Perfectionists overthink to distract from having to feel less than perfect about their work.

If you convince yourself that there’s more you need to do, that means there’s more you need to think about. And that means less time having to feel inadequate and imperfect.

If you struggle with perfectionism, there’s a good chance your overthinking problem is an emotional tolerance problem.

Practice tolerating the feeling of inadequacy so that you can get on with life however you feel.

“On this sacred path of radical acceptance, rather than striving for perfection, we discover how to love ourselves into wholeness.”
― Tara Brach

5. Secondary Gain

Some people get stuck in the habit of overthinking because it has secondary or non-obvious benefits.

For example:

  • Some people maintain their habit of overthinking because it leads to sympathy and pity from other people in their lives, which feels good.
  • Overthinking can also be an excuse for procrastinating or avoiding decisions: if you tell yourself you can’t make a decision because maybe you haven’t thought enough about it, then you can’t ever be blamed for making a bad decision.

If you keep overthinking, it’s probably because you’re getting something out of it.

So, one approach to ending the cycle of overthinking is to figure out what the non-obvious benefits are of your overthinking and then generate less stress-producing strategies for getting the same thing.

For example, if you tend to overthink because it gets you attention and sympathy from your spouse, maybe you could work on being more emotionally vulnerable and assertive about your relationship?

Habits stick around for a reason. Changing them begins when you understanding what that reason really is.

“As soon as you trust yourself, you will know how to live.”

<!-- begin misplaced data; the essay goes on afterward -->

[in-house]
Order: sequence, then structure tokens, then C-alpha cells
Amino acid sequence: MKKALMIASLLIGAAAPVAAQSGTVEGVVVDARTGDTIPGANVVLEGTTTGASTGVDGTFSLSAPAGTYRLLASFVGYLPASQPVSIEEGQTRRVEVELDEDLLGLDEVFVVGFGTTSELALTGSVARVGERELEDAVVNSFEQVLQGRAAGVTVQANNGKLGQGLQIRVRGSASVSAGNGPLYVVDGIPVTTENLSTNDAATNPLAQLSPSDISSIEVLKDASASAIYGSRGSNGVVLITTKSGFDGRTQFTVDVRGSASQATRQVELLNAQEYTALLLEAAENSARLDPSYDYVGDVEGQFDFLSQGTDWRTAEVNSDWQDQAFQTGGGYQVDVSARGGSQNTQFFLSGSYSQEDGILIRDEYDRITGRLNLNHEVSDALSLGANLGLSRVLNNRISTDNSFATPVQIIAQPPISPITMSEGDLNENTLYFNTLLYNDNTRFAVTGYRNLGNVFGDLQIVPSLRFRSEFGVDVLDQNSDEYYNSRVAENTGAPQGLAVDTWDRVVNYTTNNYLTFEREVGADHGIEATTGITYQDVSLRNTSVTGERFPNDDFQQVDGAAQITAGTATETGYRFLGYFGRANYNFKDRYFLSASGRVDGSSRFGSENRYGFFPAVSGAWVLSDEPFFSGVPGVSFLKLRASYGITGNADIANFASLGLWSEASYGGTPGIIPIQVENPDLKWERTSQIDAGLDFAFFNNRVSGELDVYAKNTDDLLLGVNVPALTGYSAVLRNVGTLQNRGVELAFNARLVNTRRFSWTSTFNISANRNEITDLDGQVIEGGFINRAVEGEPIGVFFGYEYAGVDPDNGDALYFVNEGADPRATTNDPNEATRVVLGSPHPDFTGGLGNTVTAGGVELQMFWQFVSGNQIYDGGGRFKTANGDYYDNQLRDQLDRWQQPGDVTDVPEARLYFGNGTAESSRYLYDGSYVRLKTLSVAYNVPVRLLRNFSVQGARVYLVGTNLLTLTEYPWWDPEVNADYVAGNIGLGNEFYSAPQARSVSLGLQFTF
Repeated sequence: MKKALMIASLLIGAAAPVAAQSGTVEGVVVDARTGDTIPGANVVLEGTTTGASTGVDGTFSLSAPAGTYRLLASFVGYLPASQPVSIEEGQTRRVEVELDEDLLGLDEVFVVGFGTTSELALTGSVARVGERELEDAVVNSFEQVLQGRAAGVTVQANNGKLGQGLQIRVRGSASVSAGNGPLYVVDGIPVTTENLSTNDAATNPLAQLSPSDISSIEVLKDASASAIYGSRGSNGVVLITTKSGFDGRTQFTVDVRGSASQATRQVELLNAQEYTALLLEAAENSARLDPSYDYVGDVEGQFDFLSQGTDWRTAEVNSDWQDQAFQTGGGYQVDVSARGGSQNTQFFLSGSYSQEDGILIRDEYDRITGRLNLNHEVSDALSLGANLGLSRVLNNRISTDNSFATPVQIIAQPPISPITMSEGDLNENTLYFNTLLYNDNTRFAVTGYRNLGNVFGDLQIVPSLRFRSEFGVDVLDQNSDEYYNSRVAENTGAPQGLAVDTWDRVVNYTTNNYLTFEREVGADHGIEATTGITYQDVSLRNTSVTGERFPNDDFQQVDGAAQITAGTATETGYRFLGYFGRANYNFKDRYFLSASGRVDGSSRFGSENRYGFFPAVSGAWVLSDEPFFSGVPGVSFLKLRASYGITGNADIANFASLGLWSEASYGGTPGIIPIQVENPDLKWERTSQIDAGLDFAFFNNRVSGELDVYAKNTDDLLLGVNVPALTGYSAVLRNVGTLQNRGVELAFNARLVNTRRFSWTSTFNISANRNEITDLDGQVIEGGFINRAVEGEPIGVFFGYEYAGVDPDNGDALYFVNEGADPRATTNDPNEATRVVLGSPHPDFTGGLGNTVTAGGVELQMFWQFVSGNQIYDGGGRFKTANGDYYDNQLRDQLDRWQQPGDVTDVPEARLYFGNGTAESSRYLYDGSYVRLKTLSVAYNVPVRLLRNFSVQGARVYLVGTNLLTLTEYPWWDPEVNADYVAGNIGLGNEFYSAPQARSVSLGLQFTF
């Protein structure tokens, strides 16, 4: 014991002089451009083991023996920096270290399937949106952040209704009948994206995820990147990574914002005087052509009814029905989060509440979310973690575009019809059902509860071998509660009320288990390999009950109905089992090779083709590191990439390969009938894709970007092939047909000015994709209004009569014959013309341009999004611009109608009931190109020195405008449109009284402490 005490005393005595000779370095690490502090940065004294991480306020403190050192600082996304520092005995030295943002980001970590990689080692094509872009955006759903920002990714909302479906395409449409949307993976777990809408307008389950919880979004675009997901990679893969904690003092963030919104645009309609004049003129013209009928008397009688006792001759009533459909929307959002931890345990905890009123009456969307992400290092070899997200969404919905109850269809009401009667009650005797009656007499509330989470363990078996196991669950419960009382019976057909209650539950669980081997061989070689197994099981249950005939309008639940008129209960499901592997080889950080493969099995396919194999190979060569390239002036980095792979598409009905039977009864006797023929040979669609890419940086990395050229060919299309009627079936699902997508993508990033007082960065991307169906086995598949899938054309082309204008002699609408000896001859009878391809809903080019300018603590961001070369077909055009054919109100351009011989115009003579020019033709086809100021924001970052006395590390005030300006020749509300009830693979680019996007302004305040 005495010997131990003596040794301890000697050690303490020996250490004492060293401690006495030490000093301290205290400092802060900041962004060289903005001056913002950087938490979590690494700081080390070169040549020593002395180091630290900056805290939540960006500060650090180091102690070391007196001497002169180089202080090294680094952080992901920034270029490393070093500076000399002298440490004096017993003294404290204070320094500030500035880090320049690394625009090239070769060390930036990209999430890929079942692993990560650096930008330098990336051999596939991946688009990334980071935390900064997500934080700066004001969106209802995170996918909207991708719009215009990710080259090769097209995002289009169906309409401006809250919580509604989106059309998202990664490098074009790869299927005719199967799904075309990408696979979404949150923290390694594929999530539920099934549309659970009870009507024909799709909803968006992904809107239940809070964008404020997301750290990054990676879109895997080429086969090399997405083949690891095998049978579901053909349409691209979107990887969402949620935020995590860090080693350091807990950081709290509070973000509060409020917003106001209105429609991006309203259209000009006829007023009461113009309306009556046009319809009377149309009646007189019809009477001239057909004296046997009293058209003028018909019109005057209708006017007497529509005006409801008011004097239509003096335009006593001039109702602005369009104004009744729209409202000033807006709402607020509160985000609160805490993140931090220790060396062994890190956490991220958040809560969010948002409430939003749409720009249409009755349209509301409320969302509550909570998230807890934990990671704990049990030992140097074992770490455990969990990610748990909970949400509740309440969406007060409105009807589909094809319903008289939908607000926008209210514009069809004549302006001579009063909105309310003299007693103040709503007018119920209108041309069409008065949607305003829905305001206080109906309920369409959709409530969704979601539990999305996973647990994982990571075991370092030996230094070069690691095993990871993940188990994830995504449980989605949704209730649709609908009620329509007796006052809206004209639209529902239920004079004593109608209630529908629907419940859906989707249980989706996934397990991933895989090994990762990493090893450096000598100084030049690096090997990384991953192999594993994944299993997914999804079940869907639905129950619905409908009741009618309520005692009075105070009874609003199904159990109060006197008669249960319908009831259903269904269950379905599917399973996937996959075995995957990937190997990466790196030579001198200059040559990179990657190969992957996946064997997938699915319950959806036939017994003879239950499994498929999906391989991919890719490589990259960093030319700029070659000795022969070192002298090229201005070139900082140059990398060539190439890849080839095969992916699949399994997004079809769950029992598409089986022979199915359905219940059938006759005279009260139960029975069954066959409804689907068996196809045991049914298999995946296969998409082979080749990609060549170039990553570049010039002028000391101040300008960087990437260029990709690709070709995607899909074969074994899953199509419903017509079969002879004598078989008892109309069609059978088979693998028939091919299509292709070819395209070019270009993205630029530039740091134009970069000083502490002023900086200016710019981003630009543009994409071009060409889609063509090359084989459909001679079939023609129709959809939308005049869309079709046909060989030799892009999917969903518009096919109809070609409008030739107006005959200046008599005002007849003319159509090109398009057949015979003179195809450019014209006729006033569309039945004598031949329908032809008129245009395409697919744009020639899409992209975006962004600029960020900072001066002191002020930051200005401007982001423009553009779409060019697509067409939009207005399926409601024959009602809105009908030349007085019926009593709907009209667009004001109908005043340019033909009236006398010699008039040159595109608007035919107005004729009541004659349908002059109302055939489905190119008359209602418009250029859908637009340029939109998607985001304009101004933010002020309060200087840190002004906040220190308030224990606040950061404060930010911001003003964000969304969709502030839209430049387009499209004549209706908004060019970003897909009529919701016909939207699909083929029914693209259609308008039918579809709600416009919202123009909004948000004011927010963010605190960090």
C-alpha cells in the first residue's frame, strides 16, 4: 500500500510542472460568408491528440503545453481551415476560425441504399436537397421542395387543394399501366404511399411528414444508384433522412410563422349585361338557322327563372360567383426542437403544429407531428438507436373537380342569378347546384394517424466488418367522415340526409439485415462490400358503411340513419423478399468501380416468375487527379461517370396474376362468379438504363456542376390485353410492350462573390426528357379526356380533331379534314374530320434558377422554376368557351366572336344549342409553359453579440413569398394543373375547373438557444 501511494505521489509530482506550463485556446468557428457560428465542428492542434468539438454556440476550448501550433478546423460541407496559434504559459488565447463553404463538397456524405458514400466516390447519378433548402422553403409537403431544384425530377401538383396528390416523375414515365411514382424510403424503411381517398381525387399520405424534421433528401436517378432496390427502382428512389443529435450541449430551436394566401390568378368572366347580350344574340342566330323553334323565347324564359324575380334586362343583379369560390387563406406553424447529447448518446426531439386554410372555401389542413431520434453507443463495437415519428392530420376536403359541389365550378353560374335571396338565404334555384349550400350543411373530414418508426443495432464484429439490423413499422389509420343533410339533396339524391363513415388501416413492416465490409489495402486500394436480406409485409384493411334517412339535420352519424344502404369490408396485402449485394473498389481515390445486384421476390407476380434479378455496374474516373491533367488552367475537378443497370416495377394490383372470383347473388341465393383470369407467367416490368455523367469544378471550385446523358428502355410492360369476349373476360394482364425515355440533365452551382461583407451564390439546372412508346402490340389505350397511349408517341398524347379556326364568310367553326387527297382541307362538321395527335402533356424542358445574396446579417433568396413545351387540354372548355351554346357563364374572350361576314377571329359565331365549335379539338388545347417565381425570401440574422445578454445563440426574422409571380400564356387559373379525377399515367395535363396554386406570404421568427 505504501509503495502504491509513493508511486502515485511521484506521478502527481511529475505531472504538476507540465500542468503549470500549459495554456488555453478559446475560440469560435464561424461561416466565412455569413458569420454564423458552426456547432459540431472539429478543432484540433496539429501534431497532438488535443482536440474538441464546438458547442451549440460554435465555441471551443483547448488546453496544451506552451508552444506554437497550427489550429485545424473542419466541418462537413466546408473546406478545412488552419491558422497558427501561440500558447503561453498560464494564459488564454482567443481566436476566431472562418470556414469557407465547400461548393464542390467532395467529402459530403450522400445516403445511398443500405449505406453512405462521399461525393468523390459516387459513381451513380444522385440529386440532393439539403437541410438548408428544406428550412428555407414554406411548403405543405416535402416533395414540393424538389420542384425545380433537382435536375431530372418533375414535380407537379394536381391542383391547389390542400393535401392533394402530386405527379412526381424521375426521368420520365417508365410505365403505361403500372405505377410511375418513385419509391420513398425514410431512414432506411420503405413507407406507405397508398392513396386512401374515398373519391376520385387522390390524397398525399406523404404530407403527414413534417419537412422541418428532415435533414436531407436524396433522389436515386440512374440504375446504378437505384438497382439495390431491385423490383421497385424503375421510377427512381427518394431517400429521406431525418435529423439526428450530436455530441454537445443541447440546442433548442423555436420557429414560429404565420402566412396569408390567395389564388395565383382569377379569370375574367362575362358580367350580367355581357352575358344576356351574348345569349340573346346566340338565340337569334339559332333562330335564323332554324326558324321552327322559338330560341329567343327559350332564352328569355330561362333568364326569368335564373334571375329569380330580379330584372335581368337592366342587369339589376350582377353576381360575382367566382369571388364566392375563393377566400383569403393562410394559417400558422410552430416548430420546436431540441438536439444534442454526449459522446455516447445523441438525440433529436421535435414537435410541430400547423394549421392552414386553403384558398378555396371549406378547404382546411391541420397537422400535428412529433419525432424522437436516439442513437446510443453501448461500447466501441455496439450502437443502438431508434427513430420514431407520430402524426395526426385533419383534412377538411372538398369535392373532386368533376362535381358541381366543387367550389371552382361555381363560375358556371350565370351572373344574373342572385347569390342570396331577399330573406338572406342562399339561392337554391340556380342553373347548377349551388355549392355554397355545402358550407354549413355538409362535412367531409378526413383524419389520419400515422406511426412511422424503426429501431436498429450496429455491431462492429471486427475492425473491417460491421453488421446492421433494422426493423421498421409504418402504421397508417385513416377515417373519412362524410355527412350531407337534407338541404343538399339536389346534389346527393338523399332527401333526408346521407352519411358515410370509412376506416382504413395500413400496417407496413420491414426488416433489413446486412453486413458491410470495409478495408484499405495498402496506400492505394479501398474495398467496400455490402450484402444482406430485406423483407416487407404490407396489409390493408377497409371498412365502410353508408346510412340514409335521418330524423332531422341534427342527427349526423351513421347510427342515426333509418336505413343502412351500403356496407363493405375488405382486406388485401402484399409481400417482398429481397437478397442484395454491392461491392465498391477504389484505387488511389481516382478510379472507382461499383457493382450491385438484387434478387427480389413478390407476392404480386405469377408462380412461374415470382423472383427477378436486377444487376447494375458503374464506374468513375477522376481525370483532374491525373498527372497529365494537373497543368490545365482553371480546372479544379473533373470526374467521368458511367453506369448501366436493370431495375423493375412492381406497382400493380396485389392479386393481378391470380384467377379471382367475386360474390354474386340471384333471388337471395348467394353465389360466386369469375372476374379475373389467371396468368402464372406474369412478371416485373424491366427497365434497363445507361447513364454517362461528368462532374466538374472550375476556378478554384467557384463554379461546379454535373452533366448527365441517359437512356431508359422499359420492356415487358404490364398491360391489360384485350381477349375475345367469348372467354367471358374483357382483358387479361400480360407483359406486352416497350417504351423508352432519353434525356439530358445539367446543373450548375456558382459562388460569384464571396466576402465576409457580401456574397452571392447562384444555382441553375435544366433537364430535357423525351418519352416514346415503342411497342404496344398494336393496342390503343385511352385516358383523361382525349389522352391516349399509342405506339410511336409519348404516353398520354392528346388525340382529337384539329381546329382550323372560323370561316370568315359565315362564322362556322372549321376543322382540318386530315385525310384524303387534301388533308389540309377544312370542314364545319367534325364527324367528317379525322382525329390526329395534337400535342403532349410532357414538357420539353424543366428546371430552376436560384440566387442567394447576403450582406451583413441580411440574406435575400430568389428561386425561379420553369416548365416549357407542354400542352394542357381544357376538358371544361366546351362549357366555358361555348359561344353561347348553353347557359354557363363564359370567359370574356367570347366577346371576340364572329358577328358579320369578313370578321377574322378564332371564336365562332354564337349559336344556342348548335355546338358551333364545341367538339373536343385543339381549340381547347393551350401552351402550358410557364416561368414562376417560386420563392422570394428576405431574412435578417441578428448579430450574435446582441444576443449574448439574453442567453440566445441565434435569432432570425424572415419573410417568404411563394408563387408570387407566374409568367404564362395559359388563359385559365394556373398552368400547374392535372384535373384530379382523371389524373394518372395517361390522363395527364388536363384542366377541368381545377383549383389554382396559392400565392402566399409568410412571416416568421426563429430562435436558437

— Goethe

6. Overgeneralization

Overgeneralization means that because a lot of thinking helps in one area of your life (school or work, for example), you assume that it will also work in other areas of life (conflict with your partner or grief, for example).

Thinking is a tool. But many people are so good at thinking, and so rewarded for it in certain aspects of life, that they have a hard time putting that tool down in other areas of life where it’s less helpful.

It’s like the old saying goes, “To a hammer, everything looks like a nail.”

Well, to the expert thinker, everything starts to look like a problem to be solved with lots of thinking.

If you find yourself overthinking, it’s worth making a list of different areas of your life and asking honestly whether more analytical thinking is really the most effective approach.

“I often wonder why the whole world is so prone to generalise. Generalisations are seldom if ever true and are usually utterly inaccurate.”
― Agatha Christie

7. Fear of Conflict

Most of us don’t especially enjoy conflict. And so, understandably, we tend to avoid it when possible.

Unfortunately, this means we don’t get much practice in handling conflict well. And this makes us less confident in our ability to handle conflict well in the future.

Which leads us to avoid conflict even more….

See where this cycle is going?

Like any phobia, the problem with always avoiding conflict is that you’re assuming conflict is always dangerous.

Just because some spiders are poisonous doesn’t mean that all spiders are a cause for alarm. But the more you treat spiders that way, the more they begin to feel that way.

So too with conflict — the more we irrationally avoid it, the more afraid of it we become.

And if all conflict feels dangerous, you’re going to spend a lot of time and mental energy each day trying to figure out how to avoid even very small bits of conflict. And then once you do avoid it, you’re also going to need to do lots of mental gymnastics to make excuses for it.

Excessive fear of conflict leads to a lot of unnecessary thinking.

Some conflict you absolutely do want to avoid. But most of it could actually be handled well and with a minimum of stress if you gave yourself the opportunity to practice.

If you insist on avoiding external conflict, be prepared for a lot of internal conflict.

“No man is more unhappy than he who never faces adversity. For he is not permitted to prove himself.”

— Seneca

All You Need to Know

If you want to stop overthinking so much, it’s helpful to understand why you fall into this trap in the first place.

The following causes are the ones I see most commonly:

  • Childhood learning
  • The illusion of control
  • The illusion of certainty
  • Perfectionism
  • Secondary gain
  • Overgeneralization
  • Fear of conflict

Psychologist and blogger. I help people use psychology for meaningful personal growth: https://nickwignall.com